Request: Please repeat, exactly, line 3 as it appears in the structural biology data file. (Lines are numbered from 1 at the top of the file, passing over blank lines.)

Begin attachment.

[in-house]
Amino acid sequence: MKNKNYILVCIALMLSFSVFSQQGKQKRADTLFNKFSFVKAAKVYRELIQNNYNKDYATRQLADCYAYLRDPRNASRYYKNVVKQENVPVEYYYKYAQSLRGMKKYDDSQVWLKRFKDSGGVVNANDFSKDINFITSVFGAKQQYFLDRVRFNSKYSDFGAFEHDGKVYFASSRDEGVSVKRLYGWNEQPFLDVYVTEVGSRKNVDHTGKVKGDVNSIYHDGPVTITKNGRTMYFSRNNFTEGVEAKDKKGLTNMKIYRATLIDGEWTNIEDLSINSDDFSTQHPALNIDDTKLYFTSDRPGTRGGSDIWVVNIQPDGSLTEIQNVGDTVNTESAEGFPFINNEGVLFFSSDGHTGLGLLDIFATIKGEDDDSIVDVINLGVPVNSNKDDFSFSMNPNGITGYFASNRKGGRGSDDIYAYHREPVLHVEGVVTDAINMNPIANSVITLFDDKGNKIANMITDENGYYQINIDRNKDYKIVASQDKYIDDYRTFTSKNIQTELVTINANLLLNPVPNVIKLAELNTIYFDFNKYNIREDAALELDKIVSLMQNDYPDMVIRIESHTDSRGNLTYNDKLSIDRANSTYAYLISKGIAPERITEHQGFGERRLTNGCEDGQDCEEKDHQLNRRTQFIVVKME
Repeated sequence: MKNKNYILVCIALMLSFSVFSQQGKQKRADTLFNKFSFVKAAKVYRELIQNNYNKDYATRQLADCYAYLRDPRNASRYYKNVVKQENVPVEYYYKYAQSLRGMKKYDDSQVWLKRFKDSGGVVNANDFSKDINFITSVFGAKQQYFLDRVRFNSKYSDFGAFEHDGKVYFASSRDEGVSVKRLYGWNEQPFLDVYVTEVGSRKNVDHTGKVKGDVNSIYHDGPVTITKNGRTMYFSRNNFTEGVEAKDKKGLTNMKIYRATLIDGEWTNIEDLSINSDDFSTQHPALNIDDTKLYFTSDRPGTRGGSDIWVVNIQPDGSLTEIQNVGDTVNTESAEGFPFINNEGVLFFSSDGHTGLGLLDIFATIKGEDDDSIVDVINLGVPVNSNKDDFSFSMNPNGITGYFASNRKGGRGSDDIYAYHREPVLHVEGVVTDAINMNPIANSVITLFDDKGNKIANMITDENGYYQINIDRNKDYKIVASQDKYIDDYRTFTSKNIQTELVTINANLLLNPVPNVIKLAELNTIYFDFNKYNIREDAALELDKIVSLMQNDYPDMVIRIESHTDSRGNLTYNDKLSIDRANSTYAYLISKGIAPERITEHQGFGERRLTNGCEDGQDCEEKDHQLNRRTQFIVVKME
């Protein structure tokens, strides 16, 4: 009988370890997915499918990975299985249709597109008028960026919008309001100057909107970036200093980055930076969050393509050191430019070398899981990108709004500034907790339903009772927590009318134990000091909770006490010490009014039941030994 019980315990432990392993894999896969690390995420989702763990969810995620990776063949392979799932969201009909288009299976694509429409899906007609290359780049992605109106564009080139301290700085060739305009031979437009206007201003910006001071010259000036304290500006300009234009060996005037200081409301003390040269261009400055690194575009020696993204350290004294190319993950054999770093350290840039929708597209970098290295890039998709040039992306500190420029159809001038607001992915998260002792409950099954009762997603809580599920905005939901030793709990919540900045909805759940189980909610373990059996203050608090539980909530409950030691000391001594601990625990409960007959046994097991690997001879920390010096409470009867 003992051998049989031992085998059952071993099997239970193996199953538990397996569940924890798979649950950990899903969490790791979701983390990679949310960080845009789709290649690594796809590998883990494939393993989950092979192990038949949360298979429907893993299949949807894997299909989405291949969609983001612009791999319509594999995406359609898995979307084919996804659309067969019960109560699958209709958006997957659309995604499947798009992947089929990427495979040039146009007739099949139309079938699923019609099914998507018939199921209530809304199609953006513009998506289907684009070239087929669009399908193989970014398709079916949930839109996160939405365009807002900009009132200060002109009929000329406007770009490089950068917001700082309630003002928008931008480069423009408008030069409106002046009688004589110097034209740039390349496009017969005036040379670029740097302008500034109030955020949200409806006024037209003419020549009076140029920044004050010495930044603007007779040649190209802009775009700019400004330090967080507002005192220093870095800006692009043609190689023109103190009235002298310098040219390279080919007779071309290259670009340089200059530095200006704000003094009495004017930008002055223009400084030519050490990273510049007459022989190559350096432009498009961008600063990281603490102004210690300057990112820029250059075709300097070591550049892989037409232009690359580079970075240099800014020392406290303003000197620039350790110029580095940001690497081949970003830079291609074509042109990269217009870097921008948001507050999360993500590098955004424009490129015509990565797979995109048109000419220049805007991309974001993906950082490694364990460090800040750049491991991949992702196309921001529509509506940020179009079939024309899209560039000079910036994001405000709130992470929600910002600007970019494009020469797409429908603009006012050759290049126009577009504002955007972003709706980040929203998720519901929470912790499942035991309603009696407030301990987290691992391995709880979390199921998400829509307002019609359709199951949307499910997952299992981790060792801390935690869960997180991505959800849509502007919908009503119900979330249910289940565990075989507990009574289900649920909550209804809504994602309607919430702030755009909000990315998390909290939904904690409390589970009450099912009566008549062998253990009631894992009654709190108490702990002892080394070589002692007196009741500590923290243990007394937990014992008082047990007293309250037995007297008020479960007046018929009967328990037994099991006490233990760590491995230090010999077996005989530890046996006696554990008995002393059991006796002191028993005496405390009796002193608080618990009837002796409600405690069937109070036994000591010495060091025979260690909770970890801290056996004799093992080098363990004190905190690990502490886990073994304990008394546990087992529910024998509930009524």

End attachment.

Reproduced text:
Repeated sequence: MKNKNYILVCIALMLSFSVFSQQGKQKRADTLFNKFSFVKAAKVYRELIQNNYNKDYATRQLADCYAYLRDPRNASRYYKNVVKQENVPVEYYYKYAQSLRGMKKYDDSQVWLKRFKDSGGVVNANDFSKDINFITSVFGAKQQYFLDRVRFNSKYSDFGAFEHDGKVYFASSRDEGVSVKRLYGWNEQPFLDVYVTEVGSRKNVDHTGKVKGDVNSIYHDGPVTITKNGRTMYFSRNNFTEGVEAKDKKGLTNMKIYRATLIDGEWTNIEDLSINSDDFSTQHPALNIDDTKLYFTSDRPGTRGGSDIWVVNIQPDGSLTEIQNVGDTVNTESAEGFPFINNEGVLFFSSDGHTGLGLLDIFATIKGEDDDSIVDVINLGVPVNSNKDDFSFSMNPNGITGYFASNRKGGRGSDDIYAYHREPVLHVEGVVTDAINMNPIANSVITLFDDKGNKIANMITDENGYYQINIDRNKDYKIVASQDKYIDDYRTFTSKNIQTELVTINANLLLNPVPNVIKLAELNTIYFDFNKYNIREDAALELDKIVSLMQNDYPDMVIRIESHTDSRGNLTYNDKLSIDRANSTYAYLISKGIAPERITEHQGFGERRLTNGCEDGQDCEEKDHQLNRRTQFIVVKME